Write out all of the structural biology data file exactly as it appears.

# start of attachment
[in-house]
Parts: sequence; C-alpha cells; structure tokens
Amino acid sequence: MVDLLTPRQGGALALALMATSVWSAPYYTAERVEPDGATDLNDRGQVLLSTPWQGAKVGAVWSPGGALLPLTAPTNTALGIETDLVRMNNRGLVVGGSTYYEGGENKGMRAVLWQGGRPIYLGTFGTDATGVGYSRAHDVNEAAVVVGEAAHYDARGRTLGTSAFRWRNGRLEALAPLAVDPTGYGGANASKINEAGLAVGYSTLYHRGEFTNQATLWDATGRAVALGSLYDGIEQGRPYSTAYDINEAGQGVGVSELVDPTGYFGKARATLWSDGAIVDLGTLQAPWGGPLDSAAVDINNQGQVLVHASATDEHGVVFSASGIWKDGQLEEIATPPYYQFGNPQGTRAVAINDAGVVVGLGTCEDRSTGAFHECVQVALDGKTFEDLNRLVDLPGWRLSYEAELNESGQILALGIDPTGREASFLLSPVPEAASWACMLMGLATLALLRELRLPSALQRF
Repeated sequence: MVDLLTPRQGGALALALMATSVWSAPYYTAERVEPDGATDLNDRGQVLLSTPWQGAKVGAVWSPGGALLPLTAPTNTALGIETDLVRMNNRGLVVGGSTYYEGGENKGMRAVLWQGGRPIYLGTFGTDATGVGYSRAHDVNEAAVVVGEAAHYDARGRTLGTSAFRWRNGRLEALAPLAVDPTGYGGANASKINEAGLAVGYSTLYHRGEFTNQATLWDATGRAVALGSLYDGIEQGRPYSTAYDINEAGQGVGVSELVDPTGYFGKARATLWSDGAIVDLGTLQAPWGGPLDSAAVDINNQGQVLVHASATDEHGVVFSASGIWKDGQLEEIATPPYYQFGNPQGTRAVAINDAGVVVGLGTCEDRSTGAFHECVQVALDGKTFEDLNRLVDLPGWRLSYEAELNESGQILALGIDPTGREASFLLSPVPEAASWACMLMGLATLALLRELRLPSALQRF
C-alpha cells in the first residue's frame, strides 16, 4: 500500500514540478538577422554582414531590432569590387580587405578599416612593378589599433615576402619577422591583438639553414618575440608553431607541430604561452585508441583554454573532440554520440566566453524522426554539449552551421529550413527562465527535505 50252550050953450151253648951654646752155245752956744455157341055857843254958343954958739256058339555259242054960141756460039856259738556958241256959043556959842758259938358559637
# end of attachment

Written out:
[in-house]
Parts: sequence; C-alpha cells; structure tokens
Amino acid sequence: MVDLLTPRQGGALALALMATSVWSAPYYTAERVEPDGATDLNDRGQVLLSTPWQGAKVGAVWSPGGALLPLTAPTNTALGIETDLVRMNNRGLVVGGSTYYEGGENKGMRAVLWQGGRPIYLGTFGTDATGVGYSRAHDVNEAAVVVGEAAHYDARGRTLGTSAFRWRNGRLEALAPLAVDPTGYGGANASKINEAGLAVGYSTLYHRGEFTNQATLWDATGRAVALGSLYDGIEQGRPYSTAYDINEAGQGVGVSELVDPTGYFGKARATLWSDGAIVDLGTLQAPWGGPLDSAAVDINNQGQVLVHASATDEHGVVFSASGIWKDGQLEEIATPPYYQFGNPQGTRAVAINDAGVVVGLGTCEDRSTGAFHECVQVALDGKTFEDLNRLVDLPGWRLSYEAELNESGQILALGIDPTGREASFLLSPVPEAASWACMLMGLATLALLRELRLPSALQRF
Repeated sequence: MVDLLTPRQGGALALALMATSVWSAPYYTAERVEPDGATDLNDRGQVLLSTPWQGAKVGAVWSPGGALLPLTAPTNTALGIETDLVRMNNRGLVVGGSTYYEGGENKGMRAVLWQGGRPIYLGTFGTDATGVGYSRAHDVNEAAVVVGEAAHYDARGRTLGTSAFRWRNGRLEALAPLAVDPTGYGGANASKINEAGLAVGYSTLYHRGEFTNQATLWDATGRAVALGSLYDGIEQGRPYSTAYDINEAGQGVGVSELVDPTGYFGKARATLWSDGAIVDLGTLQAPWGGPLDSAAVDINNQGQVLVHASATDEHGVVFSASGIWKDGQLEEIATPPYYQFGNPQGTRAVAINDAGVVVGLGTCEDRSTGAFHECVQVALDGKTFEDLNRLVDLPGWRLSYEAELNESGQILALGIDPTGREASFLLSPVPEAASWACMLMGLATLALLRELRLPSALQRF
C-alpha cells in the first residue's frame, strides 16, 4: 500500500514540478538577422554582414531590432569590387580587405578599416612593378589599433615576402619577422591583438639553414618575440608553431607541430604561452585508441583554454573532440554520440566566453524522426554539449552551421529550413527562465527535505 50252550050953450151253648951654646752155245752956744455157341055857843254958343954958739256058339555259242054960141756460039856259738556958241256959043556959842758259938358559637